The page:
The effect of kinesiotaping on functional performance in chronic ankle instability
Chronic Ankle Instability (CAI) is characterised by recurrent giving way and often develops after repeated lateral ankle sprains. Kinesiotape is more elastic than traditional athletic tape and is becoming increasingly popular. It is reported to decrease pain, improve muscle function, circulation and proprioception, however, research examining the effects of Kinesiotape in CAI is limited. The objective of this study was to determine if applying Kinesiotape to chronically unstable ankles improved performance in the Star Excursion Balance Test (SEBT).
Crossover design study with participants randomised to the taped or untaped condition first.
Sixteen participants (10 female, 6 male; age 22.4 ± 1.41 years; height 1.77 ±0 .08 m; weight 71.9 ± 8.7 kg) from university sports clubs participated in the study. Inclusion criteria was a lateral ankle sprain in the previous year, self-reported history of CAI and Cumberland Ankle Instability Tool score <24.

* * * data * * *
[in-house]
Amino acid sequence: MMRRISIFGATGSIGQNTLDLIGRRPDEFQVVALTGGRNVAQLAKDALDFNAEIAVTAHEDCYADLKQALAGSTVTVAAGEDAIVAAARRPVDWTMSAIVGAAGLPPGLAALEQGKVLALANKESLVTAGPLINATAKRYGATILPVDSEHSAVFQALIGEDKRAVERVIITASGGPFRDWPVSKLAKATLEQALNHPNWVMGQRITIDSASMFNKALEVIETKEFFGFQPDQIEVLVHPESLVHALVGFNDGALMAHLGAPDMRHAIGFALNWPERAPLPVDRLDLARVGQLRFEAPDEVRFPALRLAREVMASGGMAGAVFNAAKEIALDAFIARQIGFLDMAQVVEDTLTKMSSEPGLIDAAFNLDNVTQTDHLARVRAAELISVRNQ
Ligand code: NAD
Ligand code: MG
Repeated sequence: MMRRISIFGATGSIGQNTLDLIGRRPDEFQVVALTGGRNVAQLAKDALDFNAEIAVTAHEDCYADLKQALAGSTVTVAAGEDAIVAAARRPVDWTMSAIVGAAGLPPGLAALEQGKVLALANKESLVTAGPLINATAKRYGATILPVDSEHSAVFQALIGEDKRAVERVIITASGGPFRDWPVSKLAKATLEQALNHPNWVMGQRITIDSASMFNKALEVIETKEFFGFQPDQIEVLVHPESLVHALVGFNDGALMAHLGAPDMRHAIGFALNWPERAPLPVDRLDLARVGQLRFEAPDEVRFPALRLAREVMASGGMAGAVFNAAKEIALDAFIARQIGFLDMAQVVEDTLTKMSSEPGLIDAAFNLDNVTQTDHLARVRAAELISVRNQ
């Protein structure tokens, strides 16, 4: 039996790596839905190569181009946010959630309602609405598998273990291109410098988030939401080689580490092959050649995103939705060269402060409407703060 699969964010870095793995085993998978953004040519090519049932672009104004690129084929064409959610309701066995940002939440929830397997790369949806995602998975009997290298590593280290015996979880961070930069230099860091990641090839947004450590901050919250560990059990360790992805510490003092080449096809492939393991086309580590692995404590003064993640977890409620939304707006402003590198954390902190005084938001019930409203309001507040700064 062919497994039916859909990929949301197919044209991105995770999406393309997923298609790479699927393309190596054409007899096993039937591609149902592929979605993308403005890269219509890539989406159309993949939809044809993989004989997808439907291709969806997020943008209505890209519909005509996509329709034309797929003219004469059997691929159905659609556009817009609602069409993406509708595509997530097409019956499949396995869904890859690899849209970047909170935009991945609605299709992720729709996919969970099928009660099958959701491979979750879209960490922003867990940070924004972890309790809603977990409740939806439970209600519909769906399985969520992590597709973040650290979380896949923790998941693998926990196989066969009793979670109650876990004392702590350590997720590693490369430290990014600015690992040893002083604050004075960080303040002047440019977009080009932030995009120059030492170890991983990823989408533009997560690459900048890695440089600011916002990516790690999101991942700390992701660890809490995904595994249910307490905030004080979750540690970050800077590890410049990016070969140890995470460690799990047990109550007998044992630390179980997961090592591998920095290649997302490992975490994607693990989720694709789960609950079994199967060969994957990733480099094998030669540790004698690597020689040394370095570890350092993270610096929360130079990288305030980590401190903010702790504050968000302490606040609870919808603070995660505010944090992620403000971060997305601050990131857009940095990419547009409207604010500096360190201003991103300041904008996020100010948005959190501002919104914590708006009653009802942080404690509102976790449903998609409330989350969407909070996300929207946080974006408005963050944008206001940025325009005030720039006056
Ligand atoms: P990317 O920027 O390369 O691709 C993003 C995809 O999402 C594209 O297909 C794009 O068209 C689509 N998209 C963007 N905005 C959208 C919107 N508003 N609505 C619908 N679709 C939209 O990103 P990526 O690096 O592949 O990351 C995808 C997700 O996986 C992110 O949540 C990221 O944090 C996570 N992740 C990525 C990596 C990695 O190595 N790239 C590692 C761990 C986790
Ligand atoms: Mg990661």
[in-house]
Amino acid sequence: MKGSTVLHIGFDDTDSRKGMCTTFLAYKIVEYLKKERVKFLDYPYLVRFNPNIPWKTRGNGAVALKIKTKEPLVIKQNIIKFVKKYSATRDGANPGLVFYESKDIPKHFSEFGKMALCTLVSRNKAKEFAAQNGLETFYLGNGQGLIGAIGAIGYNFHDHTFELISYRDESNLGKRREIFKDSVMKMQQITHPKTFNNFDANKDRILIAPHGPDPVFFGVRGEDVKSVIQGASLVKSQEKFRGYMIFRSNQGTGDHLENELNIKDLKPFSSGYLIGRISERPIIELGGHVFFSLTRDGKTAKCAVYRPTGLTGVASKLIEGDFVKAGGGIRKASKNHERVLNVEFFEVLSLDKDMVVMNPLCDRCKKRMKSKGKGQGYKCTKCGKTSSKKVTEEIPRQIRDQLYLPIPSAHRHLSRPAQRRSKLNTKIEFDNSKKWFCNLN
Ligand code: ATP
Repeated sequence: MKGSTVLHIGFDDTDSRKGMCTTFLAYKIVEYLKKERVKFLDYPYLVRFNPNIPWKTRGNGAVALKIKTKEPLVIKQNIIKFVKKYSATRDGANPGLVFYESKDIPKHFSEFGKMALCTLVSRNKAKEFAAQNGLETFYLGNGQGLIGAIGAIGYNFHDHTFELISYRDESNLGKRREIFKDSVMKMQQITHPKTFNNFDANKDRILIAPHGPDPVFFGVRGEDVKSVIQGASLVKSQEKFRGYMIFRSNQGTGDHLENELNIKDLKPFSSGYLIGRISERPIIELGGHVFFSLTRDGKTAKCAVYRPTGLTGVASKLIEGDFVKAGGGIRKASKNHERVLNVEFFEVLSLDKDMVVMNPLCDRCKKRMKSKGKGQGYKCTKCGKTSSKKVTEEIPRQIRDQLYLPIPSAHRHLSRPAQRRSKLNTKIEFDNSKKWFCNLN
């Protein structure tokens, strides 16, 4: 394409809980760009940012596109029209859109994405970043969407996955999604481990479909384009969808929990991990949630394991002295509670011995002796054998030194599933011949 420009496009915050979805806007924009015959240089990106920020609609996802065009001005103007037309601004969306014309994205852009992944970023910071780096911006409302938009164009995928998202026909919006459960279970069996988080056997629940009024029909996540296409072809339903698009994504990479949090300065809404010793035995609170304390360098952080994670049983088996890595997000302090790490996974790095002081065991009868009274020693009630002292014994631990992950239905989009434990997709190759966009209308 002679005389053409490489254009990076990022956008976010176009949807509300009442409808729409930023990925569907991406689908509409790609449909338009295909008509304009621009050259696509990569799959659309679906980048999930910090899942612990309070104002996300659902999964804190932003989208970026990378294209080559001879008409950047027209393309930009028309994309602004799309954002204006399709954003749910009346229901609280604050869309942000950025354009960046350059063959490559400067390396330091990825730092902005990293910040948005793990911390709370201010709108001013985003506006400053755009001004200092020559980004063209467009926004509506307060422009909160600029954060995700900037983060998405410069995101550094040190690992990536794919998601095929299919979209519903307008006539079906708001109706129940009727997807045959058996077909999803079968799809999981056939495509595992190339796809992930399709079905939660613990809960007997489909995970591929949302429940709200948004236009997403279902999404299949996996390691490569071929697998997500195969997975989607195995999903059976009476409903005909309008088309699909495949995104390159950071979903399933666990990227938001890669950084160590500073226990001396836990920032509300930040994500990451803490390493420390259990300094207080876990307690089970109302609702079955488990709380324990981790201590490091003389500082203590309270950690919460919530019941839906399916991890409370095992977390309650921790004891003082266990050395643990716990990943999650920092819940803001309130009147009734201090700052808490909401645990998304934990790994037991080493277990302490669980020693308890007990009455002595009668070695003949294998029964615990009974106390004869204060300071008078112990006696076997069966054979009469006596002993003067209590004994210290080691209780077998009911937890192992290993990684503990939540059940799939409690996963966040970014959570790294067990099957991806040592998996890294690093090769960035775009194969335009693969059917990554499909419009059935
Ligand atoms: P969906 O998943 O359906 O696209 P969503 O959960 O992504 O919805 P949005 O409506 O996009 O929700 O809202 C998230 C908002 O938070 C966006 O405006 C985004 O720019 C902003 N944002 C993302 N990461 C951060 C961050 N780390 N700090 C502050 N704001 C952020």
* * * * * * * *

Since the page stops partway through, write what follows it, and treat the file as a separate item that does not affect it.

Kinesiotape was applied to the affected ankles using an adapted form of the lateral sprain technique and participants waited 20 minutes after application or removal before testing.
Main Outcome Measures: Reach distances were measured in antero-medial, medial and postero medial directions of the SEBT in taped and untaped conditions.
There were no significant differences in reach distance in any direction of the SEBT between taped and untaped conditions (p>0.05).
Kinesiotape did not improve reach distance in the SEBT in young, active individuals with CAI. Further research examining the therapeutic effectiveness of Kinesiotape in CAI is warranted.